Dvd

The Weekend Australian - Review - - Film Reviews - Michael Bodey

As it hap­pens, DVD Let­ter­box only re­cently ex­pressed its love of 1990s French house mu­sic, in the form of a re­view of Eden, Mia Hansen-Love’s drama about the pe­riod.

Well, blow me down with a sub­woofer. Only two months later a doc­u­men­tary about the peak of the pyra­mid in that era and be­yond, Daft Punk, has ar­rived.

Daft Punk Un­chained (M, Univer­salSony, 110min, $24.95) is a slick pro­duc­tion from BBC World­wide France — and doesn’t that sound like an in­sur­gency? — about the rise of two Parisians still hid­ing be­hind their ro­bot masks, Thomas Ban­gal­ter and Guy-Manuel de Homem-Christo.

As doc­u­men­taries about mu­si­cians of­ten do, Herve Martin-Delpierre’s piece per­haps over­states Daft Punk’s place in the mod­ern mu­sic pan­theon. Events are given a weighty tone with stark graph­ics and ap­pear­ances from peers, in­clud­ing Kanye West, Phar­rell Wil­liams and Nile Rodgers, talk­ing up their in­flu­ence.

That’s a mi­nor quib­ble though be­cause Daft Punk Un­chained un­cov­ers rare video and au­dio that makes this an il­lus­tra­tive rather than fawn­ing ha­giog­ra­phy.

Best among the rar­i­ties is vi­sion of the duo’s first band, Dar­lin’, with Phoenix’s Lau­rent Bran­cowitz, play­ing live.

Their mid-1990s English in­die gui­tar dirge re­called much of what was go­ing on across the Chan­nel at the time and spawned a Melody Maker re­view la­belling two songs a “daft punky thrash”.

So the well-off teens moved to elec­tron­ica and recorded their first two al­bums, Home­work and Dis­cov­ery, in Ban­gal­ter’s bed­room. Other early footage of the duo DJing shows their early di­rec­tion and the ef­fect of their buzzy bass on dance floors.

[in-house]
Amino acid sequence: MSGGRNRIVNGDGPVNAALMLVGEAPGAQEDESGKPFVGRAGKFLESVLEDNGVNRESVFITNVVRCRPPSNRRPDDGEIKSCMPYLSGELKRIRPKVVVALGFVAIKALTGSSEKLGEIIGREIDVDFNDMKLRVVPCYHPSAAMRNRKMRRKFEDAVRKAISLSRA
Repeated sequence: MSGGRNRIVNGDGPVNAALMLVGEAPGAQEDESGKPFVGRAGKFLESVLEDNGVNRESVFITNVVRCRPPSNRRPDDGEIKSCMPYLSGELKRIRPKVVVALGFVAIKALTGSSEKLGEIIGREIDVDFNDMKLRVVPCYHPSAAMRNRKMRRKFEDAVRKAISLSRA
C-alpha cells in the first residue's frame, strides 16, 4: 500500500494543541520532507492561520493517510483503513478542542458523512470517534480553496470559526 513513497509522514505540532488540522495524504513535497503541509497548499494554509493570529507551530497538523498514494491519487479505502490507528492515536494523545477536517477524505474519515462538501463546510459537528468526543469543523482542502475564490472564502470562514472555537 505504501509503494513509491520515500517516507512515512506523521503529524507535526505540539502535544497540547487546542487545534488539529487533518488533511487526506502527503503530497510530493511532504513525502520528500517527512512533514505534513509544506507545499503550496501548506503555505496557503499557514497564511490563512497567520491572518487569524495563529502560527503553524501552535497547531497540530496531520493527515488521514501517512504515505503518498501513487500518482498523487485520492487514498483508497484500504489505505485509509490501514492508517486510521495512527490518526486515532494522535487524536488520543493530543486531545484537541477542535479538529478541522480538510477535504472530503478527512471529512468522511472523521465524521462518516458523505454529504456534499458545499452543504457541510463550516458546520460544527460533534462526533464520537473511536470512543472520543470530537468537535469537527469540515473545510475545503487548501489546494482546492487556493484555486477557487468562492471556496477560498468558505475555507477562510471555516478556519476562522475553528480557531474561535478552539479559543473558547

Home­work was a sem­i­nal al­bum of Chicago-in­flu­enced house mu­sic given a novel elec­tronic spark, yet the duo were still kids, shun­ning fame and ex­per­i­ment­ing (al­though not with drugs; Ban­gal­ter hates them be­cause he can’t bear los­ing crit­i­cal con­trol).

Their rise is chron­i­cled nicely even if we don’t learn much about their pri­vate lives or even the in­tri­ca­cies of their work­ing re­la­tion­ship, other than their stead­fast, and suc­cess­ful, de­sire to not cede any con­trol to record la­bels.

The pair don’t speak al­though Mart­inDelpierre ac­cesses plenty of ra­dio in­ter­views and other ma­te­rial and in­ter­views any­one of in­ter­est in their ca­reers.

They pro­vide al­most uni­ver­sally pos­i­tive mem­o­ries, even if some still don’t get the duo’s ec­cen­tric­ity. Clearly they didn’t want to “par­take in the cha­rade” of the mu­sic in­dus­try, as one friend says.

They shunned fame, yet their re­treat be­hind their ro­bot per­sonae be­came a mar­ket­ing mas­ter­stroke.

Daft Punk is an odd, melodic duo. This doco pays due rev­er­ence to that mu­sic and that ec­cen­tric­ity.

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